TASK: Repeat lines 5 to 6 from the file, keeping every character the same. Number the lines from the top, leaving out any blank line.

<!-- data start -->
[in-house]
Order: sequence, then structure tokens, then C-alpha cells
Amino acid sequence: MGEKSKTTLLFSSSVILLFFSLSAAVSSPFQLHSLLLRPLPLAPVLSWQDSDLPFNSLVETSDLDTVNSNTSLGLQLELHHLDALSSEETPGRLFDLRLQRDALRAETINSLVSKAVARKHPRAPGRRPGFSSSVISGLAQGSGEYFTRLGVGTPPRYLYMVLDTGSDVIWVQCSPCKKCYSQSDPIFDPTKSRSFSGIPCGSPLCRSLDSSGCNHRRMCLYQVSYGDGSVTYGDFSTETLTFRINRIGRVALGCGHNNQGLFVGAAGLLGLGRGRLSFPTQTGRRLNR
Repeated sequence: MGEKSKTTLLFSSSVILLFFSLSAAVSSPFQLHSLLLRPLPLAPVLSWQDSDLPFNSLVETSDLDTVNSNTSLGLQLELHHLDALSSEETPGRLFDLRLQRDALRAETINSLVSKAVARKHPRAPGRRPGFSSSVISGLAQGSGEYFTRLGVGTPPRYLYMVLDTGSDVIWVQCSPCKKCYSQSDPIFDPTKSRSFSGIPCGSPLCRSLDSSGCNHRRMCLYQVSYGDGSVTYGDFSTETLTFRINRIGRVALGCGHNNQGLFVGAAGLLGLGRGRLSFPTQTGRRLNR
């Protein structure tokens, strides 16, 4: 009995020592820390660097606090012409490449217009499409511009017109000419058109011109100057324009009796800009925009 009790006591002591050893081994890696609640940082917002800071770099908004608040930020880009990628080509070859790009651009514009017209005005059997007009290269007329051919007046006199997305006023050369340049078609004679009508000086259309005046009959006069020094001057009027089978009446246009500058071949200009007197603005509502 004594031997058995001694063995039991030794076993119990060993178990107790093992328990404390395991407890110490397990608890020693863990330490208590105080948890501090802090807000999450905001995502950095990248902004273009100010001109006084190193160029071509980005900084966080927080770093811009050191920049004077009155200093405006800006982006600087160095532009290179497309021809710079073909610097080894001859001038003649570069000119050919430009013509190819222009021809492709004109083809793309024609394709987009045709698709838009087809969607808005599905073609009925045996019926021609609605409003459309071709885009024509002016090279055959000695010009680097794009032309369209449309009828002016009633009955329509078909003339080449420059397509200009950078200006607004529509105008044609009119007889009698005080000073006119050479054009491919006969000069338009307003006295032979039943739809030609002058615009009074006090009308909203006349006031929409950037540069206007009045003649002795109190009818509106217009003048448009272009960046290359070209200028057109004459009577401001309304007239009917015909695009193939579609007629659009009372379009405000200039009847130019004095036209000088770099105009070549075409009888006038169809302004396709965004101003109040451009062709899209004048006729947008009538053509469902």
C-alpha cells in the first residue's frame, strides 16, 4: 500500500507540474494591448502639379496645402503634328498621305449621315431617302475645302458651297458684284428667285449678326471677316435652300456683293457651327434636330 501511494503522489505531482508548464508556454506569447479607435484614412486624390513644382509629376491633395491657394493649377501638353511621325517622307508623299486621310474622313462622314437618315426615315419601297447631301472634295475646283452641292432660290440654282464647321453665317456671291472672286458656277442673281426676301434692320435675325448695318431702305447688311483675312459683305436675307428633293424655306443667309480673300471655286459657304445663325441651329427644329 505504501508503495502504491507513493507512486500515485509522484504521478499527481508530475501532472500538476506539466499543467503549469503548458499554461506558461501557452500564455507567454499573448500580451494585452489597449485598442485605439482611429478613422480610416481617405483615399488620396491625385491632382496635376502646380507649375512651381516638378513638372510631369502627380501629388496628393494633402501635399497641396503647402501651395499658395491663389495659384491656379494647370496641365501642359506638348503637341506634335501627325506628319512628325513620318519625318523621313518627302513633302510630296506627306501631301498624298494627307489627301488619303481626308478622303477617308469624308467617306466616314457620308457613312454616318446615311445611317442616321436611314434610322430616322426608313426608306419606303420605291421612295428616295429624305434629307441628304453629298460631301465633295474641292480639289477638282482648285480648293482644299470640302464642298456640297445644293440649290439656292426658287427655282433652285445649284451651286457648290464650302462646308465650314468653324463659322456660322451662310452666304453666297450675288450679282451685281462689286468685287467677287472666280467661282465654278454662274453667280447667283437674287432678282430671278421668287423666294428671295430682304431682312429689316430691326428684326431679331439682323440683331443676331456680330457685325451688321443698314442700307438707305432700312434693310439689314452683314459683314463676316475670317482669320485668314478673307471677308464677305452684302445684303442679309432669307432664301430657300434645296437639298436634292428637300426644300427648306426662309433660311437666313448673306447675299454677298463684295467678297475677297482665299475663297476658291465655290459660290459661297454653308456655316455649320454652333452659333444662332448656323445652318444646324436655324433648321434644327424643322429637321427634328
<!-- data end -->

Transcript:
């Protein structure tokens, strides 16, 4: 009995020592820390660097606090012409490449217009499409511009017109000419058109011109100057324009009796800009925009 009790006591002591050893081994890696609640940082917002800071770099908004608040930020880009990628080509070859790009651009514009017209005005059997007009290269007329051919007046006199997305006023050369340049078609004679009508000086259309005046009959006069020094001057009027089978009446246009500058071949200009007197603005509502 004594031997058995001694063995039991030794076993119990060993178990107790093992328990404390395991407890110490397990608890020693863990330490208590105080948890501090802090807000999450905001995502950095990248902004273009100010001109006084190193160029071509980005900084966080927080770093811009050191920049004077009155200093405006800006982006600087160095532009290179497309021809710079073909610097080894001859001038003649570069000119050919430009013509190819222009021809492709004109083809793309024609394709987009045709698709838009087809969607808005599905073609009925045996019926021609609605409003459309071709885009024509002016090279055959000695010009680097794009032309369209449309009828002016009633009955329509078909003339080449420059397509200009950078200006607004529509105008044609009119007889009698005080000073006119050479054009491919006969000069338009307003006295032979039943739809030609002058615009009074006090009308909203006349006031929409950037540069206007009045003649002795109190009818509106217009003048448009272009960046290359070209200028057109004459009577401001309304007239009917015909695009193939579609007629659009009372379009405000200039009847130019004095036209000088770099105009070549075409009888006038169809302004396709965004101003109040451009062709899209004048006729947008009538053509469902």
C-alpha cells in the first residue's frame, strides 16, 4: 500500500507540474494591448502639379496645402503634328498621305449621315431617302475645302458651297458684284428667285449678326471677316435652300456683293457651327434636330 501511494503522489505531482508548464508556454506569447479607435484614412486624390513644382509629376491633395491657394493649377501638353511621325517622307508623299486621310474622313462622314437618315426615315419601297447631301472634295475646283452641292432660290440654282464647321453665317456671291472672286458656277442673281426676301434692320435675325448695318431702305447688311483675312459683305436675307428633293424655306443667309480673300471655286459657304445663325441651329427644329 505504501508503495502504491507513493507512486500515485509522484504521478499527481508530475501532472500538476506539466499543467503549469503548458499554461506558461501557452500564455507567454499573448500580451494585452489597449485598442485605439482611429478613422480610416481617405483615399488620396491625385491632382496635376502646380507649375512651381516638378513638372510631369502627380501629388496628393494633402501635399497641396503647402501651395499658395491663389495659384491656379494647370496641365501642359506638348503637341506634335501627325506628319512628325513620318519625318523621313518627302513633302510630296506627306501631301498624298494627307489627301488619303481626308478622303477617308469624308467617306466616314457620308457613312454616318446615311445611317442616321436611314434610322430616322426608313426608306419606303420605291421612295428616295429624305434629307441628304453629298460631301465633295474641292480639289477638282482648285480648293482644299470640302464642298456640297445644293440649290439656292426658287427655282433652285445649284451651286457648290464650302462646308465650314468653324463659322456660322451662310452666304453666297450675288450679282451685281462689286468685287467677287472666280467661282465654278454662274453667280447667283437674287432678282430671278421668287423666294428671295430682304431682312429689316430691326428684326431679331439682323440683331443676331456680330457685325451688321443698314442700307438707305432700312434693310439689314452683314459683314463676316475670317482669320485668314478673307471677308464677305452684302445684303442679309432669307432664301430657300434645296437639298436634292428637300426644300427648306426662309433660311437666313448673306447675299454677298463684295467678297475677297482665299475663297476658291465655290459660290459661297454653308456655316455649320454652333452659333444662332448656323445652318444646324436655324433648321434644327424643322429637321427634328